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In this rousing photo from about 1916, Gaumont Studios films a scene in Jacksonville. The footage appears to be for a prison flick, with the inmates burning their work camp.
Here's an indoor movie scene, but on an outdoor set: Many filmmakers shot their flicks outside during the silent movie era. Early cameras required very strong lighting. One reason that filmmakers flocked to Florida is that it the state provided so much sunshine. During the sticky summers, though, actors would have to keep their cool while contending with sweat & bugs. Dating from 1912, this photo shows how a Jacksonville moviemaker built his set outdoors, even though the scene appears to take place in a restaurant. The set sits on a wooden platform above the ground. The rigging above the set was probably used to adjust the amount of sunlight that came through.
"YOU'VE COME A LONG WAY, BABY" -- This alluring publicity shot shows Anna Q. Nilsson, a silent film actress in Jacksonville in about 1915. A smoking woman was considered rather provocative at the time. Well-known during her heyday, Nilsson was often compared to fellow Swedish actress Greta Garbo. Born in 1888, Nilsson migrated to the US in 1905 and eventually began to work in films for the Kalem Company. In 1928, about 12 years after the picture above was taken, her career as a leading lady came crashing down when she took a bad fall from horseback. Her broken hip never healed properly, and she didn't appear on screen again until 1933. Nilsson did make a comeback, though, as a supporting character actress in some of the most popular films of the 1930s, '40s, & '50s. Her best-known movies from this period include "Sunset Boulevard," "Seven Brides for Seven Brothers," and "Adam's Rib." Nilsson died in 1974. She's now immortalized with a star on the Hollywood Walk of Fame. Incidentally, the "Q" stands for Quirentia.
It cost only five cents to enter this Jacksonville movie theater. In today's currency, that translates into about $1.00 -- Still a bargain! Dating from about 1905 to 1909, this busy photo shows the Savoy Theater downtown. It stood at the northeast corner of Main & Forsyth, in the spot of today's seventeen-story Lynch Building, an office building from 1926 that is being converted into apartments. In the lower right-hand side of the picture, an umbrella shades a street vendor. The dome in the background topped the old city hall, located at the site of the present Main Public Library. The sign above the theater reads "Savoy Moving Pictures." In silent film days, Jacksonville's residents could choose from a plethora of flicks, since movies often stayed just a day or two at local show houses. African Americans sat in segregated balconies, or they visited their own theaters for films and stage productions. African American theaters included the Globe, the Palace, and the Lincoln.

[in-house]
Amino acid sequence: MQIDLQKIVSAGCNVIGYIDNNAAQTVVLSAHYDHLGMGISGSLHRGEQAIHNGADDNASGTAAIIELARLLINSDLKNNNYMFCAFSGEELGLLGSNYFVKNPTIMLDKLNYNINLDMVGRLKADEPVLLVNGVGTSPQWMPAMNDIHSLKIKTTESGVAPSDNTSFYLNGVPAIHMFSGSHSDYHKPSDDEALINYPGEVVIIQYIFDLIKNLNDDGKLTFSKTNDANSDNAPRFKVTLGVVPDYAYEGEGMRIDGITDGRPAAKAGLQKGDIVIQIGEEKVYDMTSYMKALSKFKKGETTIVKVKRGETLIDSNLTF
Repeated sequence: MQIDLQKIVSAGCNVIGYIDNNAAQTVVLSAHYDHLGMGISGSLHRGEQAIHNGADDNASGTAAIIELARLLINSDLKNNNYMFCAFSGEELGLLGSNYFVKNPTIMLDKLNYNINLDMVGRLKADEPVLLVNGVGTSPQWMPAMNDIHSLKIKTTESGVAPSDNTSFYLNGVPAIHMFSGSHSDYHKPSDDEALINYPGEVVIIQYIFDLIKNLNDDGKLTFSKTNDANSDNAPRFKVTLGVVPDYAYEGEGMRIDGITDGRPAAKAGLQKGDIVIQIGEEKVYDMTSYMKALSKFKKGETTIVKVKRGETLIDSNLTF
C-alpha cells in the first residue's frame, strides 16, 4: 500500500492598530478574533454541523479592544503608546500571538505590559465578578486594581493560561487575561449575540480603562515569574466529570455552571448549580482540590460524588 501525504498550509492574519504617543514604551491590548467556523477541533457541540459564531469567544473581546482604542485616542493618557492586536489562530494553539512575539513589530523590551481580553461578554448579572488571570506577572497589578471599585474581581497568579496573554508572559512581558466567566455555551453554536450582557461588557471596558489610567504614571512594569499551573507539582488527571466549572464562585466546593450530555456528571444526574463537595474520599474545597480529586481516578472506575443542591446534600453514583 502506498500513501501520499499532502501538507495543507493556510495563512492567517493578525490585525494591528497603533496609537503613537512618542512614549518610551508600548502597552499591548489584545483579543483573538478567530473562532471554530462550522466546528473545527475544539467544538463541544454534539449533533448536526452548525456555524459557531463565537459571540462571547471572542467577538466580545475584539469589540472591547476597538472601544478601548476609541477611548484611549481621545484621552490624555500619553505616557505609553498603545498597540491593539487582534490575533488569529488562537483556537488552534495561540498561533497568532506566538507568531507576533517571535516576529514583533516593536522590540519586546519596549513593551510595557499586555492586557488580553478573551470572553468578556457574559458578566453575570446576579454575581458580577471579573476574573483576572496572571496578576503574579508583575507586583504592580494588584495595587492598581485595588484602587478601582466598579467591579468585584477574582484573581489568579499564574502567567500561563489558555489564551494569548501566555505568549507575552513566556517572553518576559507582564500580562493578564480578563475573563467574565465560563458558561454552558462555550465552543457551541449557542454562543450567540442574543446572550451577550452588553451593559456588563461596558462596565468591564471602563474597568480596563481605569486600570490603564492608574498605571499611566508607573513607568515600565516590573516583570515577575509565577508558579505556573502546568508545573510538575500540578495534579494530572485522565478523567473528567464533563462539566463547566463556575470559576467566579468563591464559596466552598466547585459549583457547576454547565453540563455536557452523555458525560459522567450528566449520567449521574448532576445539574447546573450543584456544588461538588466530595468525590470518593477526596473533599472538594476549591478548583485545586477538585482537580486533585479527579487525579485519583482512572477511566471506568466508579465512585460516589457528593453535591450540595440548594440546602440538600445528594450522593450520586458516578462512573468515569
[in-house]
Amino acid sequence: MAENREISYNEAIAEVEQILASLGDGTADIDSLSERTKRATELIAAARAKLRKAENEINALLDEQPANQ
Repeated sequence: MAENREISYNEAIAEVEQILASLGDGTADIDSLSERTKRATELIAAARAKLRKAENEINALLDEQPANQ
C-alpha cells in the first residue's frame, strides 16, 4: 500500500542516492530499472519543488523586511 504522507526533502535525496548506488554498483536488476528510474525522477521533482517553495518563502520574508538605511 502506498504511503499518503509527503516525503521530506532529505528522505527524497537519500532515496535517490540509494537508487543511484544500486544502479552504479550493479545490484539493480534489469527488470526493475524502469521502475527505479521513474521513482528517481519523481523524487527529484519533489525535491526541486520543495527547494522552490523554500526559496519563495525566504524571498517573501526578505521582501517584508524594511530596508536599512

This unidentified, undated photo shows an early movie theater in Jacksonville. On the right, a father appears to lead his daughter, in a striped dress & hat, into the lobby. Notice how many of the posters state "TODAY," since silent films often came & went in only a day or two. At first glance, the marquee seems to announce a movie called "She Loved too Late," starring Theda Bara, "The Vamp" seductress of the silent film era. Nothing turned up on an "Internet Movie Database" search or in a "Google" search.

Silent Movies Capital

WHEN FICTION BECOMES FACT — Shootouts on Sunday? A mob demolishing property in LaVilla? A car careening out of control downtown? These kinds of events irritated Jacksonville residents — even though they were supposed to have been staged.

Many silent movie companies operated in Jacksonville from about 1908 to 1918. The “Gateway to Florida” also became known as the “World’s Winter Film Capital.” In this Southern town during a more conservative time, however, the filmmakers ruffled a lot of feathers. They managed to produce a comedy of public relations errors.

Here are just a few of their transgressions: In 1916, a filmmaker hired 1,380 local residents. He grouped them together for a mob scene at Davis & Monroe streets in La Villa. To add extra authenticity, he also employed forty policemen with rubber clubs. When the cameras started rolling, unfortunately, some of people in the crowd took their parts too seriously. A real mob formed during the filming and spiraled out of control. It nearly destroyed a nearby saloon and a two-story building. On another occasion, a filmmaker placed a misleading ad in a local paper so as to draw a genuine crowd and avoid paying salaries to actors.

A thrilling scene in one movie required a car to barreled down Main Street. Unfortunately, the vehicle accidentally splashed into the St. Johns River at the ferry dock, which was in the vicinity of today’s Jacksonville Landing. Townsfolk criticized the badly-shaken actors for disregarding public safety. They also grew concerned when producers called in false alarms if they needed fire trucks to liven up their flicks. And when moviemakers shot bank robberies on Sundays, the churchgoers would shake their heads.

In 1917, many Jacksonville residents made their feelings known during a mayoral contest: They elected an anti-film industry candidate. This vote of “non-confidence,” along with other factors, spurred the movie companies to seek greener pastures elsewhere. And the rest is Hollywood history.

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